Intensity of acid[edit]

An acid with higher Ka value dominates the chemical reaction. It serves as a better contributor of proton (H+). A comparison between the Ka and Kb indicates the acid-base property of the resulting solution by which:

  1. The solution is acidic if Ka > Kb. It contains a greater concentration of H+ ions than concentration of OH ions due more extensive of cation hydrolysis compared to that of anion hydrolysis.
  2. The solution is alkali if Ka < Kb. Anions hydrolyze more than cations, causing an exceeding concentration of OH ions.
  3. The solution is expected to be neutral only if Ka and Kb are identical.[14]

Other possible factors that could vary pH level of a solution are the relevant equilibrium constants and the additional amounts of any base or acid.

For example, in ammonium chloride solution, NH4+ is the main influence for acidic solution. It has greater Ka value compared to that of water molecules; Ka of NH4+ is 5.6 x 10−10 and Kw of H2O is 1.0 x 10−14. This ensures its deprotonation when reacting with water, and is responsible for the ph below 7 at room temperature. Cl will have no affinity for H+ nor tendency to hydrolyze, as its Kb value is very low (Kb of Cl is 7.7 x 10−21).[15]
Hydrolysis of ammonium at room temperature produces:
NH4+ (aq) + H2O (aq) ⇌ NH3 (aq) + H3O+ (aq)
= 5.6 x 10−10

See also[edit]

References[edit]

  1. ^ Cady, H. P.; Elsey, H. M. (1928). "A general definition of acids, bases, and salts". Journal of Chemical Education. 5 (11): 1425. Bibcode:1928JChEd...5.1425C. doi:10.1021/ed005p1425. Retrieved 27 February 2018.
  2. ^ Dekock, Roger L.; Gray, Harry B. (1989). Chemical bonding and structure (Second ed.). Sausalito, California: University Science Book. pp. 97–98. ISBN 0-935702-61-X. Retrieved 8 February 2018.
  3. ^ "Sodium Bicarbonate". PubChem Compound Database. National Center for Biotechnology Information. Retrieved 2 March 2018.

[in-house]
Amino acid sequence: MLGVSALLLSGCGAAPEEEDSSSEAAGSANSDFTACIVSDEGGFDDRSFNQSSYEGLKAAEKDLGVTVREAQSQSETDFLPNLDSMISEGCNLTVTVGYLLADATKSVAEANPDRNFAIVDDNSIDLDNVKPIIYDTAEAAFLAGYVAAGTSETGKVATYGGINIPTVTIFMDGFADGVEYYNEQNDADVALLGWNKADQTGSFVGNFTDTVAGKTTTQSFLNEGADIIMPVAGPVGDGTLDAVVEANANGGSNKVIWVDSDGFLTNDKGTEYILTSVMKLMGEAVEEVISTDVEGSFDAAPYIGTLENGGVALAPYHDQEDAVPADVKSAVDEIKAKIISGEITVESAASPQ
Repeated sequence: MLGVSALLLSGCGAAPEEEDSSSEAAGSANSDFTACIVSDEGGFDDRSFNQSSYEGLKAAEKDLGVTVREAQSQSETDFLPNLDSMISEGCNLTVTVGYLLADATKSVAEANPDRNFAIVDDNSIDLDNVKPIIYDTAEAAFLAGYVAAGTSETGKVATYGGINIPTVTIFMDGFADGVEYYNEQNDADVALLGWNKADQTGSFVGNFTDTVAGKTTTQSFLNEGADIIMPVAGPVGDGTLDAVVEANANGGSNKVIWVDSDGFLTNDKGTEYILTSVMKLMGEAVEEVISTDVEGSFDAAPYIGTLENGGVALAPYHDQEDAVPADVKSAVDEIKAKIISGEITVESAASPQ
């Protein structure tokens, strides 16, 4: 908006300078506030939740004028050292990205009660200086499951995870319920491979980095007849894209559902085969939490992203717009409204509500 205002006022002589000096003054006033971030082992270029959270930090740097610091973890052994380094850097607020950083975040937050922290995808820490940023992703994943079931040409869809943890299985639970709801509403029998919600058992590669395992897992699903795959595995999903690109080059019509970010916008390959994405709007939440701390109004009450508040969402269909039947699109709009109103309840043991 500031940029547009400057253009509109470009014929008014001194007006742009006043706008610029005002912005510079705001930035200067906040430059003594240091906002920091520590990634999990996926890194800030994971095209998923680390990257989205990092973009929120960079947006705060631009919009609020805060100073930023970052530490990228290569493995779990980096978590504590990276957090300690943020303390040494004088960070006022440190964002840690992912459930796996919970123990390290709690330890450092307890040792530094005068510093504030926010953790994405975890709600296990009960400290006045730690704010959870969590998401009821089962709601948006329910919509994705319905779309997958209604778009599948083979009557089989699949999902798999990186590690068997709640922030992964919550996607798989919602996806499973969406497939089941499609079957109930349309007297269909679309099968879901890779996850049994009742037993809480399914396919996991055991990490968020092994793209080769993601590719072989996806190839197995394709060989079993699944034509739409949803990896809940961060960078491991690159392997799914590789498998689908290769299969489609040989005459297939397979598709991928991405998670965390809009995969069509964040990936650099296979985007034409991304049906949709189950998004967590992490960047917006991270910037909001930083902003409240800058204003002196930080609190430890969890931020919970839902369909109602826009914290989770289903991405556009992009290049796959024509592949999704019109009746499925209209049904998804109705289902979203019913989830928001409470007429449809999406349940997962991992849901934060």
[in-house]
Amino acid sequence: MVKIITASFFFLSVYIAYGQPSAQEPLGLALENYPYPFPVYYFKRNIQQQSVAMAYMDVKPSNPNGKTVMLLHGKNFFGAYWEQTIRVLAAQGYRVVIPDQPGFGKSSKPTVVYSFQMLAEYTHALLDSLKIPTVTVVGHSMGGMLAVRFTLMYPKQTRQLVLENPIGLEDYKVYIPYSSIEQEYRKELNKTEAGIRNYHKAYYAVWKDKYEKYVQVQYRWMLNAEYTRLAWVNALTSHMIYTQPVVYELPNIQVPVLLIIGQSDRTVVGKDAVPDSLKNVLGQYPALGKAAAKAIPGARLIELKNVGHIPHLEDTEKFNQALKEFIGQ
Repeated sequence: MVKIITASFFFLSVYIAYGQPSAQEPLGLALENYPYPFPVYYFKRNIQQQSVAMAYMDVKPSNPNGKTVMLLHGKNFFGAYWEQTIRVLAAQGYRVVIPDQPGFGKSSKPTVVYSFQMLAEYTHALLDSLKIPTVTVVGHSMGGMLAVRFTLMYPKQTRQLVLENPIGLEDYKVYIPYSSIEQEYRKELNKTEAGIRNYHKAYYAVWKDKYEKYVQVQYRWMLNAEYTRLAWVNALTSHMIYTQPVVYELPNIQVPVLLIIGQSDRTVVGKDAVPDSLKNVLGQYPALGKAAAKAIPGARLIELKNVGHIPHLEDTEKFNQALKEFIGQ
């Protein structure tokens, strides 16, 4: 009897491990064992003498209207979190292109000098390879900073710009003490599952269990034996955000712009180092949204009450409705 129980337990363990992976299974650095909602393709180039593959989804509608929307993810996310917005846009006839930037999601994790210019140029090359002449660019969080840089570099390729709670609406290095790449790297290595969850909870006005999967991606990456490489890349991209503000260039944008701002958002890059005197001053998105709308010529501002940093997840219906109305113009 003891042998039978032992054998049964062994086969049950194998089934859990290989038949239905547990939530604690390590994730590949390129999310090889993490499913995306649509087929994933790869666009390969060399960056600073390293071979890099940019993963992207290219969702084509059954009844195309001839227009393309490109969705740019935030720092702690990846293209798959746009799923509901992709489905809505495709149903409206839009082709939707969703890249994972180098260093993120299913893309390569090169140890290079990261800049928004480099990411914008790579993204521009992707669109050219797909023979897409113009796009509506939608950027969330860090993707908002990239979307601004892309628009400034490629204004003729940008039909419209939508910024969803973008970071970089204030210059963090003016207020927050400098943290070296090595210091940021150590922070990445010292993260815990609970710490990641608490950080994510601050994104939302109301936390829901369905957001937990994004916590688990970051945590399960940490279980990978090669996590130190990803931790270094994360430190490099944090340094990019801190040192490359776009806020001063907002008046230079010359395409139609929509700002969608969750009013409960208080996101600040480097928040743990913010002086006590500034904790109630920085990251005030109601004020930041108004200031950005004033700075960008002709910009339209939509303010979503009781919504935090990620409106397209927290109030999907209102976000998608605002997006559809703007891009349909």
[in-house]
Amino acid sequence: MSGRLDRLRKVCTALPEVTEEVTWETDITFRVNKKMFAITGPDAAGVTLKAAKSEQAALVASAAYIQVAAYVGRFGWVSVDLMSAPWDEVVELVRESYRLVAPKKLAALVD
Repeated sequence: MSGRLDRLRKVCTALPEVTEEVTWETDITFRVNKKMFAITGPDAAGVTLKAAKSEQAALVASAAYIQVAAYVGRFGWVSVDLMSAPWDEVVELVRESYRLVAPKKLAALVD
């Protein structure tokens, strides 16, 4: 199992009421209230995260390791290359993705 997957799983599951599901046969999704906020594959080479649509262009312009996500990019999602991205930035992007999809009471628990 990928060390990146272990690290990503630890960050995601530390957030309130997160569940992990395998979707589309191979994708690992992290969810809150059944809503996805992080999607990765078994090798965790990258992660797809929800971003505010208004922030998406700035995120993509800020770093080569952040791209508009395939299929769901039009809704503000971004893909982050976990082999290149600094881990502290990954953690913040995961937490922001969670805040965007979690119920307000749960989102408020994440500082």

4. ^ Osol, A. and J.E. Hoover, et al. (eds.). Remington's Pharmaceutical Sciences. 15th ed. Easton, Pennsylvania: Mack Publishing Co., 1975., p. 736
  5. ^ U.S. Coast Guard, Department of Transportation. CHRIS - Hazardous Chemical Data. Volume II. Washington, D.C.: U.S. Government Printing Office, 1984-5.
  6. ^ O'Neil, M.J. (ed.). The Merck Index - An Encyclopedia of Chemicals, Drugs, and Biologicals. 13th Edition, Whitehouse Station, NJ: Merck and Co., Inc., 2001., p. 1536
  7. ^ Lewis, R.J. Sr.; Hawley's Condensed Chemical Dictionary 15th Edition. John Wiley & Sons, Inc. New York, NY 2007., p. 1153
  8. ^ Lide, D.R. CRC Handbook of Chemistry and Physics 88TH Edition 2007-2008. CRC Press, Taylor & Francis, Boca Raton, Florida 2007, p. 4-90
  9. ^ a b Raton, Boca (2005). CRC Handbook of Chemistry and Physics (86th Edition Edited by David R. Lide ed.). CRC Press. pp. 4–87. ISBN 0-8493-0486-5.
  10. ^ Haynes, W.M. (ed.). CRC Handbook of Chemistry and Physics. 95th Edition. CRC Press LLC, Boca Raton: FL 2014-2015, p. 4-89
  11. ^ Somov, N.V.; Chausov, F.F.; Russ, J. (2017). "High-symmetry polymorph of anhydrous disodium hydrogen phosphate". Russian Journal of Inorganic Chemistry. 62 (2): 172–174. doi:10.1134/S0036023617020176. Retrieved 2 March 2018.
  12. ^ Sax, N.I. Dangerous Properties of Industrial Materials. 6th ed. New York, NY: Van Nostrand Reinhold, 1984., p. 2413
  13. ^ a b Wiley, John; Hoboken, NJ (2004). Sax's Dangerous Properties of Industrial Materials (11th Edition By Richard J. Lewis ed.). Wiley-Interscience. p. 3274. ISBN 0-471-47662-5. Retrieved 4 March 2018.
  14. ^ Raymond, Chang (2010). Chemistry (tenth ed.). Americas, New York: McGraw-Hill. pp. 725–727. ISBN 0077274318. Retrieved 9 February 2018.
  15. ^ Lower, S.K., (1999). Introduction to acid-base chemistry. Chem1 Genneral Chemistry Text. Retrieved from http://www.chem1.com/acad/pdf/c1xacid1.pdf